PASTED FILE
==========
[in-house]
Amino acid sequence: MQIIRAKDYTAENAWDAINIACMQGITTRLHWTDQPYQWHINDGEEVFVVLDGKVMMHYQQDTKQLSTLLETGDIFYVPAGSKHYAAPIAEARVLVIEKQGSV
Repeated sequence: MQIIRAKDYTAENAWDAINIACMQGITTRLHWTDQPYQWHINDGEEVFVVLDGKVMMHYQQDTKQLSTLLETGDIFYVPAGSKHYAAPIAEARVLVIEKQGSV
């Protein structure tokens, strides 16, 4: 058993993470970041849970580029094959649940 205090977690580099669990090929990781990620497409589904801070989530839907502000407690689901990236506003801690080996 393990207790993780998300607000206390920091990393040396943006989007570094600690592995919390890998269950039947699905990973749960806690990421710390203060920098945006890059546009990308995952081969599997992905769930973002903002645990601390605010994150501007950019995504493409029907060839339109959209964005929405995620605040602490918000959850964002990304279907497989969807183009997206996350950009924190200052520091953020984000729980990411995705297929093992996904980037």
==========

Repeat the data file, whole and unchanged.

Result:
[in-house]
Amino acid sequence: MQIIRAKDYTAENAWDAINIACMQGITTRLHWTDQPYQWHINDGEEVFVVLDGKVMMHYQQDTKQLSTLLETGDIFYVPAGSKHYAAPIAEARVLVIEKQGSV
Repeated sequence: MQIIRAKDYTAENAWDAINIACMQGITTRLHWTDQPYQWHINDGEEVFVVLDGKVMMHYQQDTKQLSTLLETGDIFYVPAGSKHYAAPIAEARVLVIEKQGSV
């Protein structure tokens, strides 16, 4: 058993993470970041849970580029094959649940 205090977690580099669990090929990781990620497409589904801070989530839907502000407690689901990236506003801690080996 393990207790993780998300607000206390920091990393040396943006989007570094600690592995919390890998269950039947699905990973749960806690990421710390203060920098945006890059546009990308995952081969599997992905769930973002903002645990601390605010994150501007950019995504493409029907060839339109959209964005929405995620605040602490918000959850964002990304279907497989969807183009997206996350950009924190200052520091953020984000729980990411995705297929093992996904980037």